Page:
We are always on the lookout for elements that could trigger cancer, but often, we forget that precancers exist as well. This is even more important for a unique set of people: organ transplant recipients, who are far more vulnerable to developing skin cancer than others.
Although these patients are aware of this, others may be surprised to know that accelerated cancer on sun-exposed skin is a major concern for organ transplant recipients. They often experience the early onset of actinic keratosis (AK) and squamous cell carcinomas (SCC), the second most common form of skin cancer. Moreover, they are more susceptible to the spread of SCC than the general populations.
That’s why I’m excited to discuss a new and effective strategy to prevent the onset of both these cancers: prophylactic photodynamic therapy (PDT) - yes, that’s quite a mouthful! PDT was tested on 50 renal transplant recipients.They underwent twice-yearly, split-side PDT on their face, forearm and hand, with the opposite side acting as the untreated control. After 3 years of follow-up, 50% of patients had AKs on their untreated side, compared with 26% on the PDT side. The total number of AKs on untreated skin was 43, compared with just 8 AKs on PDT-treated skin.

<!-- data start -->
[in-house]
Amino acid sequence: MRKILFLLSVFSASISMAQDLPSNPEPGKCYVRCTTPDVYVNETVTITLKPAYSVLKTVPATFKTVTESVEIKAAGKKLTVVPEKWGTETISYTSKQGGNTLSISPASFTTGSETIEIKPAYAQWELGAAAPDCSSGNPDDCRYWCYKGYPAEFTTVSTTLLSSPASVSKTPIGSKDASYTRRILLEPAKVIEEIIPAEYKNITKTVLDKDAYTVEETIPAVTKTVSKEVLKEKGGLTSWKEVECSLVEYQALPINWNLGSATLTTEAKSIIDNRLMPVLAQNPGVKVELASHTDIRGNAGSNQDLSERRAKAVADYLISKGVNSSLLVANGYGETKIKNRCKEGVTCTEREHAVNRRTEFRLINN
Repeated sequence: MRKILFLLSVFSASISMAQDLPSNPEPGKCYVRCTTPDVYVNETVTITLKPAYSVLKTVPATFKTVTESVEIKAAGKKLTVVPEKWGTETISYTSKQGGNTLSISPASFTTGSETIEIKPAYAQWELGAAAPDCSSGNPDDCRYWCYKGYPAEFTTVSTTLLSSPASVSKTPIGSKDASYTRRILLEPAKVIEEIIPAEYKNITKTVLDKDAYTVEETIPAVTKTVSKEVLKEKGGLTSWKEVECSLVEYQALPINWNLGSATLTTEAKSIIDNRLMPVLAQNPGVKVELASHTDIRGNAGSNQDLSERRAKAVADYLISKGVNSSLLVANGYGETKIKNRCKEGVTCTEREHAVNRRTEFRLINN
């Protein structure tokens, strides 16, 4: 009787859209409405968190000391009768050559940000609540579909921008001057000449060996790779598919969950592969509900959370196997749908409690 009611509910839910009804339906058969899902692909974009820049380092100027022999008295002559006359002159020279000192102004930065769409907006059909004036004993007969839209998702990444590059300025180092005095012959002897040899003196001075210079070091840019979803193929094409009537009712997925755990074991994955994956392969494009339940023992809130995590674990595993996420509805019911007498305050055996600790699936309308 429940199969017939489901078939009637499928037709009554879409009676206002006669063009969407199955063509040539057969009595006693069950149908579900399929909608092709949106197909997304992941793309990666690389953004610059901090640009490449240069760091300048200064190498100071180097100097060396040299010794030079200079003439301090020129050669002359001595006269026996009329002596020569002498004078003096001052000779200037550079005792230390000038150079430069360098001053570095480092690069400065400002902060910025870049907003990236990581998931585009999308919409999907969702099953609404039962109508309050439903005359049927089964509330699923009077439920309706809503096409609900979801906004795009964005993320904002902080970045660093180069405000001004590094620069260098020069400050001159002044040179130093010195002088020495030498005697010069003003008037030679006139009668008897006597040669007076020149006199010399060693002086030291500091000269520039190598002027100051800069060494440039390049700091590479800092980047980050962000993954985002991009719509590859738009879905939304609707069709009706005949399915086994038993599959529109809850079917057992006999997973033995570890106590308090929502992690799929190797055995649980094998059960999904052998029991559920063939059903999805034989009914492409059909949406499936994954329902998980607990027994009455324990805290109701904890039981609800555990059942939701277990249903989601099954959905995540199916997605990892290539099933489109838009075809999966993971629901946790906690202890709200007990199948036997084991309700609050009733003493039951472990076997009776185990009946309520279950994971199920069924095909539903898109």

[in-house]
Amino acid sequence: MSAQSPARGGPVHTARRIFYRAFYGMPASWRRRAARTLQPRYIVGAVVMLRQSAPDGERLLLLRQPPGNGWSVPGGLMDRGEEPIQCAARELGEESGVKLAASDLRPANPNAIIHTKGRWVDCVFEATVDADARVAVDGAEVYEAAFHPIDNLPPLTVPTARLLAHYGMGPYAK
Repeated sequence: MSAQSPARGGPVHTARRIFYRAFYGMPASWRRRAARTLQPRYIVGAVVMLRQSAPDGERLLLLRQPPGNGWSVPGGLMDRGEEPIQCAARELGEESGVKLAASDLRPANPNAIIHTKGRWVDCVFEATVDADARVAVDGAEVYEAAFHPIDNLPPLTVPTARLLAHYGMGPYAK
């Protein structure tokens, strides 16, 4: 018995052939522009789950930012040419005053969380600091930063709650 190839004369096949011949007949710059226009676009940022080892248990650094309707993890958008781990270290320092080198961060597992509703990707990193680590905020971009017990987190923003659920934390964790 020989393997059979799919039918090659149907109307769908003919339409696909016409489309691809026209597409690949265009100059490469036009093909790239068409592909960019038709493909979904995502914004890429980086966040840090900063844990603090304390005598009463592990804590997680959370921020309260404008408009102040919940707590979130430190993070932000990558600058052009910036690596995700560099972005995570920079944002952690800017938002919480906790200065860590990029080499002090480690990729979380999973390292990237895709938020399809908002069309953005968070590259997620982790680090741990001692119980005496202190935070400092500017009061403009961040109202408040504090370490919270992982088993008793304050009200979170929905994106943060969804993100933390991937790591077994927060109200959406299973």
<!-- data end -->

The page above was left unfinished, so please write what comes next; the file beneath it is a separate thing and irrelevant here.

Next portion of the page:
I personally feel that since transplant recipients are so susceptible to skin cancer, undergoing PDT twice a year is a great way to prevent precancers. The PDT regimen would consist of a application of 20% photosensitizer, followed by 30 minutes of sun exposure or application of a conventional LED light. Even if you aren’t currently experiencing any issues, it’s highly recommended as a great preventative measure.